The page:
Home » The scale of science and history (TIME 100)

The scale of science and history (TIME 100)

TIME has recently published 100 greatest places in the world. The book is a collection of sites that, the editors argue, have had the biggest impact on world history. It’s excellent blog material because hardly anyone has read it (including me), any list will be personal and omit something someone feels is important and, following what the press releases say, at least one of the choices is intentionally trolling for controversy.

The Galapagos Islands, iconic in the history of Evolutionary Theory, but is this the place it was discovered?

The other reason for blogging about it is that it raises some interesting questions about the nature of science and history. I’m opening what will be three blog posts this week with a question about scale. What sort of scale is appropriate for examining the history of science?

The scale might seem obvious and the only real question is to argue whether it’s marked BC/AD or BCE/CE. That’s a scale of time or duration. To flip the question what is the smallest measurable unit of history? Is the action of leaping from a bath and shouting ‘Eureka!’ the shortest possible historical event? At the other end of the scale is the eradication of polio, which hasn’t finished yet, one long historical event?

The idea of scale was something that concerned the Annales school of historians. They divided history into three phases which, very briefly, were: Événements, events that happened in a defined moment. The Long Durée, long generational change that made one era different to another. Conjoncture, a third class of cyclical events that to some extent occupy the middle ground.

These kind of approach to history wasn’t popular with the English-speaking historians who disliked the Annales school’s belief that it was the Long Durée that was the history that mattered and that events were comparatively speaking, froth. The same approach has been welcomed by English-speaking archaeologists who find a lot of depth in this form of history, especially as archaeology is often rubbish at dealing with events or cycles and is best suited to studying long-term change. It also means they tend to skim things like conjonctures, hence my woolly definition above.

The reason I bring it up is that scale is interesting. The idea of a place mattering tends to suit events, but is world-changing science more a long-term trend. TIME chooses the Galapagos Islands as one of their places, because of the connection with Charles Darwin. The study of finches on the islands is one of the iconic moments of Natural Selection, but is it a place that changed the history of the world?

I don’t think it is. The Charles Darwin is the major figure associated with the development of evolutionary theory he wasn’t the only person to find it. He wasn’t even the first. The reason Darwin is so strongly associated with Natural Selection is illustrated by a reply he gave when Patrick Matthew, who said he had preceded Darwin in discovering Natural Selection and published his work in the book Naval Timber and Arboriculture.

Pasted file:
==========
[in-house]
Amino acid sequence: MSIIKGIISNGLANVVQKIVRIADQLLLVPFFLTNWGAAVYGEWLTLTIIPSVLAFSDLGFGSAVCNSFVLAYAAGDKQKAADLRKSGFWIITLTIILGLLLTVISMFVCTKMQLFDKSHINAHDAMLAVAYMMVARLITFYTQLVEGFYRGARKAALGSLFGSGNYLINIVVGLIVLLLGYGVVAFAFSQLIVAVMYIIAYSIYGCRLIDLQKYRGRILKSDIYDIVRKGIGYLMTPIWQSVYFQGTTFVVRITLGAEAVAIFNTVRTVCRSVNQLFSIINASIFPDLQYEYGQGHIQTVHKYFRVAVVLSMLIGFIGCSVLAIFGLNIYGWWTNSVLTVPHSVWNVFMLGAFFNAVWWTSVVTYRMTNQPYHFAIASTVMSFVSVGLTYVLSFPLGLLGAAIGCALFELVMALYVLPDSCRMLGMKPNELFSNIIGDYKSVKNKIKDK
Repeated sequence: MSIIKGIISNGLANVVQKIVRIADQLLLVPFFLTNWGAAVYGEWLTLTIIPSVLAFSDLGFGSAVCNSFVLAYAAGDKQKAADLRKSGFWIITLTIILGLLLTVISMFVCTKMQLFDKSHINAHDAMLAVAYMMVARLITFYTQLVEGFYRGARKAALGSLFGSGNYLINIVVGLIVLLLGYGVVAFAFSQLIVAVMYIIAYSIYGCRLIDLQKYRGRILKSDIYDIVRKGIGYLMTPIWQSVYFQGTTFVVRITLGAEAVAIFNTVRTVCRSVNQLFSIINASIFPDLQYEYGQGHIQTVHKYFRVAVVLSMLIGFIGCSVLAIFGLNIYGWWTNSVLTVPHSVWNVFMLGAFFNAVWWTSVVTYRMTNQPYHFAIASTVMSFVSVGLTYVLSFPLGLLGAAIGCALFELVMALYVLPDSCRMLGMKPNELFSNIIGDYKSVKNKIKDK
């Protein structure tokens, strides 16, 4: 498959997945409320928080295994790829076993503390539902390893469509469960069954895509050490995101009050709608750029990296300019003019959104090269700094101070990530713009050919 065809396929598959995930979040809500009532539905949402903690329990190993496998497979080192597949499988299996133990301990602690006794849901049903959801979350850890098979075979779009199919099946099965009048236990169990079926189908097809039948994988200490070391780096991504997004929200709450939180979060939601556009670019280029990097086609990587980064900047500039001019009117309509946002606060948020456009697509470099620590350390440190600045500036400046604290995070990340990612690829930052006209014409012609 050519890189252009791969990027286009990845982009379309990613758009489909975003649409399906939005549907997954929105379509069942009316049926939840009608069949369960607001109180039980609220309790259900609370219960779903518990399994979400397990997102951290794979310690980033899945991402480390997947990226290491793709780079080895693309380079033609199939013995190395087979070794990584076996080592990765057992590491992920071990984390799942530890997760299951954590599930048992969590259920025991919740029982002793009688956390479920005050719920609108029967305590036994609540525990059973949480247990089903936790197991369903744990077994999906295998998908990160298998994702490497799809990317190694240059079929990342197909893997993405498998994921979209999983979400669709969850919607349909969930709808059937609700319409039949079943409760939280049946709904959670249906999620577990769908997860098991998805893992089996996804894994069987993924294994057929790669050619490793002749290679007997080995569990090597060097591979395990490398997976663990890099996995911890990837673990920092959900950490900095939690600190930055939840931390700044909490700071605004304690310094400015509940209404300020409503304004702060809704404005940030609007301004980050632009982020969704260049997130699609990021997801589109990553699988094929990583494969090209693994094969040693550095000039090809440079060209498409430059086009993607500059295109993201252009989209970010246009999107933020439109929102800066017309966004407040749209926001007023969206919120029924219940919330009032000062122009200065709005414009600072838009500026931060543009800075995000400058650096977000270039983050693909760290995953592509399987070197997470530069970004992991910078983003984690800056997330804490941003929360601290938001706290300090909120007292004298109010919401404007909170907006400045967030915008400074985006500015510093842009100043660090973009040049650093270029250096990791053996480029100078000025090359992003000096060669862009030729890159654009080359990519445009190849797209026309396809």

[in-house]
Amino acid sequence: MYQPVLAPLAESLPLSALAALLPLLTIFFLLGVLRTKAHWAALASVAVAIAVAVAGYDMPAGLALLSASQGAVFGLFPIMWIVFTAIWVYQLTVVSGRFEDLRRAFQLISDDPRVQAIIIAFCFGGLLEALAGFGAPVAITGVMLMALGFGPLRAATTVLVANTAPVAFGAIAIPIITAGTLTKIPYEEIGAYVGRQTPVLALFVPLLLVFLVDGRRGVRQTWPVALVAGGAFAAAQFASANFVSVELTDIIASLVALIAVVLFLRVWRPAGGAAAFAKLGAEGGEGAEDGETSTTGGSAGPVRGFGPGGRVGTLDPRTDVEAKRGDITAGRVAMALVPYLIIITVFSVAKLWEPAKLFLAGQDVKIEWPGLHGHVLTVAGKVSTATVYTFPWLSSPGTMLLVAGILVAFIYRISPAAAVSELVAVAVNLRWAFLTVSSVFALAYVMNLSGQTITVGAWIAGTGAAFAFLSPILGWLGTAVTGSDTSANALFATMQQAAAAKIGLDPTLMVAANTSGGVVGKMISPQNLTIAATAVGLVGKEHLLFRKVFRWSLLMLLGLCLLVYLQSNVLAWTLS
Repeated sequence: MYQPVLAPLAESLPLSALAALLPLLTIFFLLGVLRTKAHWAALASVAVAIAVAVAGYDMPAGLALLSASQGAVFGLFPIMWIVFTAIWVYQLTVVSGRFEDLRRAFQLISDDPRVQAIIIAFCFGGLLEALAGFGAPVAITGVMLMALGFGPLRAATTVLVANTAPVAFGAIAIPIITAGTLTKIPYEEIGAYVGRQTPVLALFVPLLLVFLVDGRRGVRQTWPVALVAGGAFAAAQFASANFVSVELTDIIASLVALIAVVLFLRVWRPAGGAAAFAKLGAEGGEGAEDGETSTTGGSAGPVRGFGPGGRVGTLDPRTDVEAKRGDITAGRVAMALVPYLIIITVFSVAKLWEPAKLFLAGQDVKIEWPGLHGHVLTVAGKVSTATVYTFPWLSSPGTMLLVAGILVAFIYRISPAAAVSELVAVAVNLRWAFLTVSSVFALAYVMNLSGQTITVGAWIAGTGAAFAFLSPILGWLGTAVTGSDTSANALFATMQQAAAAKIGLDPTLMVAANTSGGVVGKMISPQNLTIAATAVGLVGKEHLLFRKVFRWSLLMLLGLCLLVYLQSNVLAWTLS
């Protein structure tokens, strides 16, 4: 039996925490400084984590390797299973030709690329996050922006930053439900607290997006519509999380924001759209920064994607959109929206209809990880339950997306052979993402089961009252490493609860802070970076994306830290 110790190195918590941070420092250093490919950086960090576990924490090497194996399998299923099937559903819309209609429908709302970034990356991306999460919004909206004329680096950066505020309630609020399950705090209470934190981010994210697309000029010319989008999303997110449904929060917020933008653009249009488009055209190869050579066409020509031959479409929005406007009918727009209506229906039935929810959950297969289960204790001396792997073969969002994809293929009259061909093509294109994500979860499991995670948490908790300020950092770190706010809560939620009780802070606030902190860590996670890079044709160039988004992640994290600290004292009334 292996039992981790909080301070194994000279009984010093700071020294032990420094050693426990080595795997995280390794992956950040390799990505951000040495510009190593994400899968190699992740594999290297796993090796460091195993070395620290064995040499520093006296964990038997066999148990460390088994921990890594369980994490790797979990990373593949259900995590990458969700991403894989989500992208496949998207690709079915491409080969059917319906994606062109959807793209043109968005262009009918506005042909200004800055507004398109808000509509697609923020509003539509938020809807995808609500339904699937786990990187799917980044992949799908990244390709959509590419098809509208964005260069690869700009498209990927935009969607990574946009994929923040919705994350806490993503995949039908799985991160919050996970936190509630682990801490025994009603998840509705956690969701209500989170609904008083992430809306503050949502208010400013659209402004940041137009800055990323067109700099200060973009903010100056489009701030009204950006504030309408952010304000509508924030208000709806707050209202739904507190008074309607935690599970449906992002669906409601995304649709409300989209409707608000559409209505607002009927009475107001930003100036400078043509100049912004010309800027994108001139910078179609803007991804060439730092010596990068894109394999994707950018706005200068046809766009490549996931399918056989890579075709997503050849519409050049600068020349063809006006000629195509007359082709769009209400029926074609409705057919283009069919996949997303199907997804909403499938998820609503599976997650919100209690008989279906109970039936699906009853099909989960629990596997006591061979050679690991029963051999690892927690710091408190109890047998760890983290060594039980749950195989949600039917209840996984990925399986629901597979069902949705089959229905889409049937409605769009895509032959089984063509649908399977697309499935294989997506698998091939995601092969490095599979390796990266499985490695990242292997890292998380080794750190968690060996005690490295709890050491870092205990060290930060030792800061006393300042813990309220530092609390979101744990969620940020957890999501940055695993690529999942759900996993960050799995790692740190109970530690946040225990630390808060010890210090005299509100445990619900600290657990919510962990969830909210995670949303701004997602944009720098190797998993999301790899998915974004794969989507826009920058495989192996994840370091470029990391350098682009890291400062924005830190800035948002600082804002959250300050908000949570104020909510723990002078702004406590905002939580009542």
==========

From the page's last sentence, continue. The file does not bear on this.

I freely acknowledge that Mr. Matthew has anticipated by many years the explanation which I have offered of the origin of species, under the name of natural selection. I think that no one will feel surprised that neither I, nor apparently any other naturalist, has heard of Mr. Matthew’s views, considering how briefly they are given, and that they appeared in the Appendix to a work on Naval Timber and Arboriculture. I can do no more than offer my apologies to Mr. Matthew for my entire ignorance of his publication. (Gardeners’ Chronicle and Agricultural Gazette, 16. 21 April 1860. pp 362-363.)

What makes Darwin’s contribution stand out is that he told people about Natural Selection by writing a whole book about it rather than sticking the idea in an appendix. The book wasn’t simply “Here’s something I saw in the Galapagos Islands” it was a comprehensive exploration of the concept with plenty of examples drawn on. So if a place is connected with Natural Selection, shouldn’t it be Down House, where he wrote the book?

Possibly, but even writing the book is not enough. Lots of people have written books. On the Origin of Species was picked up, read and debated. Huxley was known as Darwin’s bulldog for the way he promoted Natural Selection, is the key place perhaps the Natural History Museum in Oxford where Huxley met Wilberforce? Is it the many places around the world after that found things made much more sense if you accepted Natural Selection?

So is place a sensible concept for a world-changing idea or are we using the wrong scale to look at scientific history? It could simply be a case of looking at the wrong thing. Pat has brought up a question in the office: Is the place more important than the person and, if so, where? That’s the next entry.

Photo: Lonesome George Pinta giant tortoise Santa Cruz by Putneymark licenced under a Creative Commons BY-SA licence.

Alun Salt

Alun (he/him) is the Producer for Botany One. It's his job to keep the server running. He's not a botanist, but started running into them on a regular basis while working on writing modules for an Interdisciplinary Science course and, later, helping teach mathematics to Biologists. His degrees are in archaeology and ancient history.

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